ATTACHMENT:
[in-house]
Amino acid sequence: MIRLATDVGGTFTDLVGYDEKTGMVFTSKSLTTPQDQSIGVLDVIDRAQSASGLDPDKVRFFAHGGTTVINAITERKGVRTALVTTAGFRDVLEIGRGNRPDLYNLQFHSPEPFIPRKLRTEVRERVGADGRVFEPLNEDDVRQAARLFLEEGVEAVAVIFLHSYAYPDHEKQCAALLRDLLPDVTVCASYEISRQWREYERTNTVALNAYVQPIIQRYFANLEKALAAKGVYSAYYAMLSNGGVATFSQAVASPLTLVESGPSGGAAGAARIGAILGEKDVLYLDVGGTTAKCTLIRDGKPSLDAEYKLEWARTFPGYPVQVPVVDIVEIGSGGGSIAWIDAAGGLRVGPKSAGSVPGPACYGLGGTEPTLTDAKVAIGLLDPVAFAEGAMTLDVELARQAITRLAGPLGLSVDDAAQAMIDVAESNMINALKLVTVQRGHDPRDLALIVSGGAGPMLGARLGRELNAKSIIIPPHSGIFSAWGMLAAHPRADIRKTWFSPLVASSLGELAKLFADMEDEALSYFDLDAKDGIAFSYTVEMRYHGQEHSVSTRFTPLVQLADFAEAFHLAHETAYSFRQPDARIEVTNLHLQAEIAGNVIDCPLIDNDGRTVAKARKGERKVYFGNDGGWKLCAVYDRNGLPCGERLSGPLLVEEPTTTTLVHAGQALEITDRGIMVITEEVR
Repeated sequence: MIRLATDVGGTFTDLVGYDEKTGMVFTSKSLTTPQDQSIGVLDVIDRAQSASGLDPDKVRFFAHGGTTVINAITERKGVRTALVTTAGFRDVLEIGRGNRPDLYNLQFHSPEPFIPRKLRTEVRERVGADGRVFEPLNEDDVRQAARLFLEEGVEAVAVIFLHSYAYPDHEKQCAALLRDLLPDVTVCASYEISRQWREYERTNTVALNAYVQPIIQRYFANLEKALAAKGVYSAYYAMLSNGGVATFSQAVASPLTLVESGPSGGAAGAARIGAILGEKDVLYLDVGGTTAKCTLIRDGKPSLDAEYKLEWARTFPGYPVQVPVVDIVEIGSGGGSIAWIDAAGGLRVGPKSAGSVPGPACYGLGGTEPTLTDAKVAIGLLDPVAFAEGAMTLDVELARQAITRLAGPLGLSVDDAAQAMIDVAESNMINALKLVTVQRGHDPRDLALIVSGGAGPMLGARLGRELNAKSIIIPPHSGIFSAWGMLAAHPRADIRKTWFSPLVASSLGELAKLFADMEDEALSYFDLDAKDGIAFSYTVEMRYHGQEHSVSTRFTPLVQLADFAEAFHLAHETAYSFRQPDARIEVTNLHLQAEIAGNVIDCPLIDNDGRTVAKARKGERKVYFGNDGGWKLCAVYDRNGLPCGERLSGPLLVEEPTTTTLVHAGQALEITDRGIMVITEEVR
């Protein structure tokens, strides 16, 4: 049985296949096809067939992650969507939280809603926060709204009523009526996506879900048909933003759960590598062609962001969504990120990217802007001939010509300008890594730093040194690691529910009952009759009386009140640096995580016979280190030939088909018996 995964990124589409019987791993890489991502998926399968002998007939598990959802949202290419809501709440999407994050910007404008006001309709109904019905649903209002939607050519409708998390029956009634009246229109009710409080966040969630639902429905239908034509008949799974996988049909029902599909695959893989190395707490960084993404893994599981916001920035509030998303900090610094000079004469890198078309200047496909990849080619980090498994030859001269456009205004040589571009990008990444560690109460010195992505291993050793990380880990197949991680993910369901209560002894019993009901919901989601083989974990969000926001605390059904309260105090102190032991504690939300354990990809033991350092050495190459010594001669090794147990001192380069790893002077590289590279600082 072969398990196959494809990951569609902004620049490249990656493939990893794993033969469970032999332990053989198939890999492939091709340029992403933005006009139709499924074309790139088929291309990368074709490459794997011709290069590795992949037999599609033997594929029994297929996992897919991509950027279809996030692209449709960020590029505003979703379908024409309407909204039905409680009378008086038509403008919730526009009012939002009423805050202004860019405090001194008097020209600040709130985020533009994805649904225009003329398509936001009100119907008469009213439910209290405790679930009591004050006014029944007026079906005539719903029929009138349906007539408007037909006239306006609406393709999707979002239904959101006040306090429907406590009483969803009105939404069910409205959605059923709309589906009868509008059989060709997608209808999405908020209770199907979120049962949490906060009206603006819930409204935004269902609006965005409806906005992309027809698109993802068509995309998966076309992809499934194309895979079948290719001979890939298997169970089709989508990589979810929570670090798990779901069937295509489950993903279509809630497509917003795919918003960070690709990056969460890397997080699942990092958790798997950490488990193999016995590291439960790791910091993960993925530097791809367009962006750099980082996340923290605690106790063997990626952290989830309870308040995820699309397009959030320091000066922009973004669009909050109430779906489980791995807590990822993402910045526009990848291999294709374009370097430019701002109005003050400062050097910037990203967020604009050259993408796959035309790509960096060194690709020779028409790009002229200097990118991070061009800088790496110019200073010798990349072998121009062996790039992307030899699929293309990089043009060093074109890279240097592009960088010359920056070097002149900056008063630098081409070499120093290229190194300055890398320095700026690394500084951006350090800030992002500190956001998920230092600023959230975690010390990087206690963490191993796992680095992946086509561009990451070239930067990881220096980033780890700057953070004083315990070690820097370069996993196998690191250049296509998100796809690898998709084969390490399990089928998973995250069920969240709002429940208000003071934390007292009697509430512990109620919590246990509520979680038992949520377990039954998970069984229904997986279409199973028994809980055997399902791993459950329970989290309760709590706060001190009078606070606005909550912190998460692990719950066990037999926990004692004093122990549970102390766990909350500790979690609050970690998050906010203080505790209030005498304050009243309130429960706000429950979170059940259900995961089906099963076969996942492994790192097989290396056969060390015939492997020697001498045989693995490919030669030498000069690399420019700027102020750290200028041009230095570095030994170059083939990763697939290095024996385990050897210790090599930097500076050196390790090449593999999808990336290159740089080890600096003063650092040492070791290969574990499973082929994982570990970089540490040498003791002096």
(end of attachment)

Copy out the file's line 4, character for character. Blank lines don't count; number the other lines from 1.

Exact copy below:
């Protein structure tokens, strides 16, 4: 049985296949096809067939992650969507939280809603926060709204009523009526996506879900048909933003759960590598062609962001969504990120990217802007001939010509300008890594730093040194690691529910009952009759009386009140640096995580016979280190030939088909018996 995964990124589409019987791993890489991502998926399968002998007939598990959802949202290419809501709440999407994050910007404008006001309709109904019905649903209002939607050519409708998390029956009634009246229109009710409080966040969630639902429905239908034509008949799974996988049909029902599909695959893989190395707490960084993404893994599981916001920035509030998303900090610094000079004469890198078309200047496909990849080619980090498994030859001269456009205004040589571009990008990444560690109460010195992505291993050793990380880990197949991680993910369901209560002894019993009901919901989601083989974990969000926001605390059904309260105090102190032991504690939300354990990809033991350092050495190459010594001669090794147990001192380069790893002077590289590279600082 072969398990196959494809990951569609902004620049490249990656493939990893794993033969469970032999332990053989198939890999492939091709340029992403933005006009139709499924074309790139088929291309990368074709490459794997011709290069590795992949037999599609033997594929029994297929996992897919991509950027279809996030692209449709960020590029505003979703379908024409309407909204039905409680009378008086038509403008919730526009009012939002009423805050202004860019405090001194008097020209600040709130985020533009994805649904225009003329398509936001009100119907008469009213439910209290405790679930009591004050006014029944007026079906005539719903029929009138349906007539408007037909006239306006609406393709999707979002239904959101006040306090429907406590009483969803009105939404069910409205959605059923709309589906009868509008059989060709997608209808999405908020209770199907979120049962949490906060009206603006819930409204935004269902609006965005409806906005992309027809698109993802068509995309998966076309992809499934194309895979079948290719001979890939298997169970089709989508990589979810929570670090798990779901069937295509489950993903279509809630497509917003795919918003960070690709990056969460890397997080699942990092958790798997950490488990193999016995590291439960790791910091993960993925530097791809367009962006750099980082996340923290605690106790063997990626952290989830309870308040995820699309397009959030320091000066922009973004669009909050109430779906489980791995807590990822993402910045526009990848291999294709374009370097430019701002109005003050400062050097910037990203967020604009050259993408796959035309790509960096060194690709020779028409790009002229200097990118991070061009800088790496110019200073010798990349072998121009062996790039992307030899699929293309990089043009060093074109890279240097592009960088010359920056070097002149900056008063630098081409070499120093290229190194300055890398320095700026690394500084951006350090800030992002500190956001998920230092600023959230975690010390990087206690963490191993796992680095992946086509561009990451070239930067990881220096980033780890700057953070004083315990070690820097370069996993196998690191250049296509998100796809690898998709084969390490399990089928998973995250069920969240709002429940208000003071934390007292009697509430512990109620919590246990509520979680038992949520377990039954998970069984229904997986279409199973028994809980055997399902791993459950329970989290309760709590706060001190009078606070606005909550912190998460692990719950066990037999926990004692004093122990549970102390766990909350500790979690609050970690998050906010203080505790209030005498304050009243309130429960706000429950979170059940259900995961089906099963076969996942492994790192097989290396056969060390015939492997020697001498045989693995490919030669030498000069690399420019700027102020750290200028041009230095570095030994170059083939990763697939290095024996385990050897210790090599930097500076050196390790090449593999999808990336290159740089080890600096003063650092040492070791290969574990499973082929994982570990970089540490040498003791002096």